Nitrogen reduction utilizing solvated electrons produced by thermal excitation of trapped electrons in reduced titanium oxide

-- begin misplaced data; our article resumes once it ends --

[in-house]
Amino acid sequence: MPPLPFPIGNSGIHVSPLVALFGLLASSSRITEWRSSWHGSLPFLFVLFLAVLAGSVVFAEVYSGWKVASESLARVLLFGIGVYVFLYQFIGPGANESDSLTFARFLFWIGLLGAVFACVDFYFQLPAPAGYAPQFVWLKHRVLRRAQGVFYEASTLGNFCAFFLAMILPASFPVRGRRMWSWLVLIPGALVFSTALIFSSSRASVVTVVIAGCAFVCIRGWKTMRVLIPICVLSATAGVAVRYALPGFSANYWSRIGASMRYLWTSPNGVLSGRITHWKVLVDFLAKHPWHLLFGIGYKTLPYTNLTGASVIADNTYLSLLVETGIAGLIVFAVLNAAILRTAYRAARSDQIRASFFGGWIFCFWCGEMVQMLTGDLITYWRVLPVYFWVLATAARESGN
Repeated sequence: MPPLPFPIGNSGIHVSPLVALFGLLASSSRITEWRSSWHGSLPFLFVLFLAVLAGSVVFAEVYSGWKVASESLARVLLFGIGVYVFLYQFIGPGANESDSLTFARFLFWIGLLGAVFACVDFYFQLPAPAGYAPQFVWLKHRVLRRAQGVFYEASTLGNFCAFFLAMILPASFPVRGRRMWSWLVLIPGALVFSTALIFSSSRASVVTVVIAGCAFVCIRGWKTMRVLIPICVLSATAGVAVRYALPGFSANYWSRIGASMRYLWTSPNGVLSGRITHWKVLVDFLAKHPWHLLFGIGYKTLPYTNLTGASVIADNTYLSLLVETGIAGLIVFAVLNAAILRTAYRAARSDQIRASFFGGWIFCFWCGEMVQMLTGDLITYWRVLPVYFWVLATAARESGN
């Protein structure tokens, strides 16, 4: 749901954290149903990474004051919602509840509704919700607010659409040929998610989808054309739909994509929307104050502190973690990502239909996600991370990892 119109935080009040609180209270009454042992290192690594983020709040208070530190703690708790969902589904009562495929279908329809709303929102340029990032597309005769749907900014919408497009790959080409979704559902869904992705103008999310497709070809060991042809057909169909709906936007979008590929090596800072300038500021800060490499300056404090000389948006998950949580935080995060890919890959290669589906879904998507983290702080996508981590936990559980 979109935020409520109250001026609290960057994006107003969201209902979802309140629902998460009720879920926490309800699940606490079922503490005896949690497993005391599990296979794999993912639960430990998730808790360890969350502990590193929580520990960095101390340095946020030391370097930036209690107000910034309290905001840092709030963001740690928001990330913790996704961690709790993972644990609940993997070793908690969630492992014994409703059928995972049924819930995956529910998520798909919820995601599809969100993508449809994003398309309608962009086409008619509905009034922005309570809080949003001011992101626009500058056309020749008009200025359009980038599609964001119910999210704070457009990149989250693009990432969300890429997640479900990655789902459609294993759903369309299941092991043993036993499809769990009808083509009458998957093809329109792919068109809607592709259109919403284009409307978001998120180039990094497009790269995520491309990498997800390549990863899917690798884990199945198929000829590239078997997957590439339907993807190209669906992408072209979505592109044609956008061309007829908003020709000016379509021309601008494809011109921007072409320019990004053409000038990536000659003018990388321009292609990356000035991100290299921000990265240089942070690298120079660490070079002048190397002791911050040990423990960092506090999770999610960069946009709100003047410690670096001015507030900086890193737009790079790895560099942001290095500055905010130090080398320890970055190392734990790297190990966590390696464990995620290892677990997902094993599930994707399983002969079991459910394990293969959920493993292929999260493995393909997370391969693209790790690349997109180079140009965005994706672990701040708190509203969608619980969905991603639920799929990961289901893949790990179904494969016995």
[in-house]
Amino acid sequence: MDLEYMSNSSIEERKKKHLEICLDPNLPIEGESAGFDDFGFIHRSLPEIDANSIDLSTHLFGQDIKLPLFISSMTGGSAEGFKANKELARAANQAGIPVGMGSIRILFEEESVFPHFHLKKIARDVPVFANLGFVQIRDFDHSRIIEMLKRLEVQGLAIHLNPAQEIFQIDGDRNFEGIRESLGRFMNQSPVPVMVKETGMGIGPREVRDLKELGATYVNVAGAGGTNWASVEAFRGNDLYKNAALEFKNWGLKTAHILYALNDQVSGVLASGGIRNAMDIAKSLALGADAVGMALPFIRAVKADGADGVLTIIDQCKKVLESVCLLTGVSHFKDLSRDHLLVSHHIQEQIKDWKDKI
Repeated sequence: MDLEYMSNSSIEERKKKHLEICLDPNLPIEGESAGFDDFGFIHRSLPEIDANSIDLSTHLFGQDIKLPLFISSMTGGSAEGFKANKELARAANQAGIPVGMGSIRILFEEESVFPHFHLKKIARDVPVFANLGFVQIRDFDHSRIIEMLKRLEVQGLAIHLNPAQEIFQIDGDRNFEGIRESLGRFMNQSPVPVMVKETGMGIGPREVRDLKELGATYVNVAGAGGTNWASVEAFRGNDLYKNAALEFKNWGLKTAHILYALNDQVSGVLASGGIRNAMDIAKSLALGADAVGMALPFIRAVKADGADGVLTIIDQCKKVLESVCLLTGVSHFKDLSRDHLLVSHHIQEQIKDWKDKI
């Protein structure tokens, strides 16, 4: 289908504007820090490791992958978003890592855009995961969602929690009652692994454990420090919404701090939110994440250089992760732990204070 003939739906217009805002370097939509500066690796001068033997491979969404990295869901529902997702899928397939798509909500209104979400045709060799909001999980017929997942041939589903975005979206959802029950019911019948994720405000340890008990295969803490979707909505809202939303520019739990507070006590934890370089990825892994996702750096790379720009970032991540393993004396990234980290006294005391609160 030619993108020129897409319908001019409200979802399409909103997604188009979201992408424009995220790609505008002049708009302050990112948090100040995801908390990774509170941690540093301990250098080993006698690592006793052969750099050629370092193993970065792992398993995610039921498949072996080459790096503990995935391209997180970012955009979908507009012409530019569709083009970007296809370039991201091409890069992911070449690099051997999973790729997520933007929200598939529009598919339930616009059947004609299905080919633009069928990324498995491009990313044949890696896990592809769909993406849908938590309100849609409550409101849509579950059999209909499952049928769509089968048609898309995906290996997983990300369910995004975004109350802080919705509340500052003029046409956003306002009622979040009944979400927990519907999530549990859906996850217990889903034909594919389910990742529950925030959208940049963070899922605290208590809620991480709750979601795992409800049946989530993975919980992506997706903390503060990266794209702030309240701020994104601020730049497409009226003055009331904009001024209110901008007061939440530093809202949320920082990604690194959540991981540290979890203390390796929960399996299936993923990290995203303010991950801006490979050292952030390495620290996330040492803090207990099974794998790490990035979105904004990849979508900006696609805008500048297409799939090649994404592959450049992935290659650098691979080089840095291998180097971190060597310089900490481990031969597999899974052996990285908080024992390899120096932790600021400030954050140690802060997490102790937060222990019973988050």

Heterogeneous catalytic dinitrogen reduction to produce ammonia at ambient pressure and temperature is a challenging task when attempting to mimic the natural dinitrogen fixation process because the N2 molecule hardly binds with solid catalytic materials and the generation of high energy intermediates is required. Energetic solvated electrons, as highly reactive species, can directly react in solution and thus can overcome such limitations in ammonia synthesis. Although solvated electrons are commonly generated by high energy radiation, a facile approach for generation of solvated electrons is of increasing importance. Previous literature reported that photo-illuminated hydrogen-terminated diamond yields solvated electrons for reduction of N2. In this study, the solvated electrons were produced by direct emission of stabilized electrons from heavily reduced TiO2 into water under thermal or infrared light excitation. The structural change of the reduced TiO2 was characterized to understand the process of stabilization and release of excess electrons. Furthermore, the conversion of N2 into NH3 at different conditions under thermal excitation was tested to evaluate the reduction activity of solvated electrons. The thermal energy-controlled electron emission from the reduced TiO2 particles into solution has great application potentials in areas of energy conversion, chemical synthesis, and medical treatment.